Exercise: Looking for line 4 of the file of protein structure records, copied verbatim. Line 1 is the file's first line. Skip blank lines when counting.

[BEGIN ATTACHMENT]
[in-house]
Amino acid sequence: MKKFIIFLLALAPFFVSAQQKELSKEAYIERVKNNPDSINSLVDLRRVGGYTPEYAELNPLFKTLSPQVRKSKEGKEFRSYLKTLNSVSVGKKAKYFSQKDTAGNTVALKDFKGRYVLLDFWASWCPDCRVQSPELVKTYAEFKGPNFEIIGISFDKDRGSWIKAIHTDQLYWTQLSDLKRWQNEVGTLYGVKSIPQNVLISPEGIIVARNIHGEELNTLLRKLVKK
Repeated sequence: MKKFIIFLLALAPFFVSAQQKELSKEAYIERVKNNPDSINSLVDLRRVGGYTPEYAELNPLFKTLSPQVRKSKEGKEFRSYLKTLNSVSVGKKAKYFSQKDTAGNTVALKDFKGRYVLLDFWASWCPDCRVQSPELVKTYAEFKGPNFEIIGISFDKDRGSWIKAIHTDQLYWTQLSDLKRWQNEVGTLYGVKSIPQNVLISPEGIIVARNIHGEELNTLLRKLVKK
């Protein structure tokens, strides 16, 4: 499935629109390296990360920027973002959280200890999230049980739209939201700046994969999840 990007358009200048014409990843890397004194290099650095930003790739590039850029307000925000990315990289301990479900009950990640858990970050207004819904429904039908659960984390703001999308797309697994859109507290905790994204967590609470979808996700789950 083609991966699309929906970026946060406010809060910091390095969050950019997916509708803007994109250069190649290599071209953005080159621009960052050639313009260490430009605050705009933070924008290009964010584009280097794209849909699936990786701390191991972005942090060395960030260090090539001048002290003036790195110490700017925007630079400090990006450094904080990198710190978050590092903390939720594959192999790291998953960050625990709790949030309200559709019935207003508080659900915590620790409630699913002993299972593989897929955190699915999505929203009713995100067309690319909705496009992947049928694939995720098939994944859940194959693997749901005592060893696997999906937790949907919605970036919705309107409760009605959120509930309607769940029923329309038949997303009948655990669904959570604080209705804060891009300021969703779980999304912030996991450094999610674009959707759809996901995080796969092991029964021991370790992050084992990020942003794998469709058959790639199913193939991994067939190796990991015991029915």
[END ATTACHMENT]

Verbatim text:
């Protein structure tokens, strides 16, 4: 499935629109390296990360920027973002959280200890999230049980739209939201700046994969999840 990007358009200048014409990843890397004194290099650095930003790739590039850029307000925000990315990289301990479900009950990640858990970050207004819904429904039908659960984390703001999308797309697994859109507290905790994204967590609470979808996700789950 083609991966699309929906970026946060406010809060910091390095969050950019997916509708803007994109250069190649290599071209953005080159621009960052050639313009260490430009605050705009933070924008290009964010584009280097794209849909699936990786701390191991972005942090060395960030260090090539001048002290003036790195110490700017925007630079400090990006450094904080990198710190978050590092903390939720594959192999790291998953960050625990709790949030309200559709019935207003508080659900915590620790409630699913002993299972593989897929955190699915999505929203009713995100067309690319909705496009992947049928694939995720098939994944859940194959693997749901005592060893696997999906937790949907919605970036919705309107409760009605959120509930309607769940029923329309038949997303009948655990669904959570604080209705804060891009300021969703779980999304912030996991450094999610674009959707759809996901995080796969092991029964021991370790992050084992990020942003794998469709058959790639199913193939991994067939190796990991015991029915």